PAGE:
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van Musschenbroek's Low Power Microscope

Johan Joosten van Musschenbroek designed a brass low power microscope in the late 1600s for tedious work such as dissection, insect observation and categorization, and gross anatomical observations. The microscope illustrated below resides in the Billings Microscope Collection at the National Museum of Health and Medicine at Walter Reed Army Hospital in Washington, D. C.

The design of this single-lens microscope deviated from other van Musschenbroek models and was functionally much simpler than his later microscopes. Several ball-and-socket joints (later referred to as Musschenbroek nuts and attributed to Johan and his brother, Samuel) were used for precise positioning of the specimen holder rod in front of the objective. A pin at the tip of the holder was used to secure samples to the rod. Once the arm was positioned directly in front of the single lens, the focus and specimen position could be adjusted to allow the microscopist to view various aspects of the specimen. The microscope was provided with a broad range of high quality (for the period) "objectives" with magnifications between 8x and 70x.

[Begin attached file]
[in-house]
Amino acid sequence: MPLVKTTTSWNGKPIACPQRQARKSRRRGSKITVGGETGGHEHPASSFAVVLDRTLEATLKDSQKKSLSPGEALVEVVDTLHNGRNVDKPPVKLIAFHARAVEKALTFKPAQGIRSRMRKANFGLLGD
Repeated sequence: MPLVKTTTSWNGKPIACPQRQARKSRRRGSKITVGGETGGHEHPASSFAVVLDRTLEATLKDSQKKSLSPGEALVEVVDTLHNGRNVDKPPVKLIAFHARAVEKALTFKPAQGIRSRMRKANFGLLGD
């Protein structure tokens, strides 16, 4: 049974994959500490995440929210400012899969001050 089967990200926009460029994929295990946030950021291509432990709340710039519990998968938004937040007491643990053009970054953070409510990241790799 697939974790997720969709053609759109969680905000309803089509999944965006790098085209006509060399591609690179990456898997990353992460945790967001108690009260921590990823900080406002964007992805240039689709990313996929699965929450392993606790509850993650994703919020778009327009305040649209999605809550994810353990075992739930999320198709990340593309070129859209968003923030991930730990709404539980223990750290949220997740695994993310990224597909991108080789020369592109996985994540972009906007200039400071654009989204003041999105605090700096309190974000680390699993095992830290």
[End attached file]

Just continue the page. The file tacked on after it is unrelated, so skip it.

The instrument illustrated above has the objective mounted in a turned circular cell that is attached to an arm measuring approximately two inches. A second arm is hinged to the first with a ball-and-socket joint with two Musschenbroek nuts terminating in a socket for inserting specimen holders. The model in the Billings collection contains seven objectives and seven specimen rods having ends of various designs. The microscope is signed with the marks of the von Musschenbroeks, which resemble an oil lamp and a set of crossed keys.

BACK TO SIXTEENTH-SEVENTEENTH CENTURY MICROSCOPES

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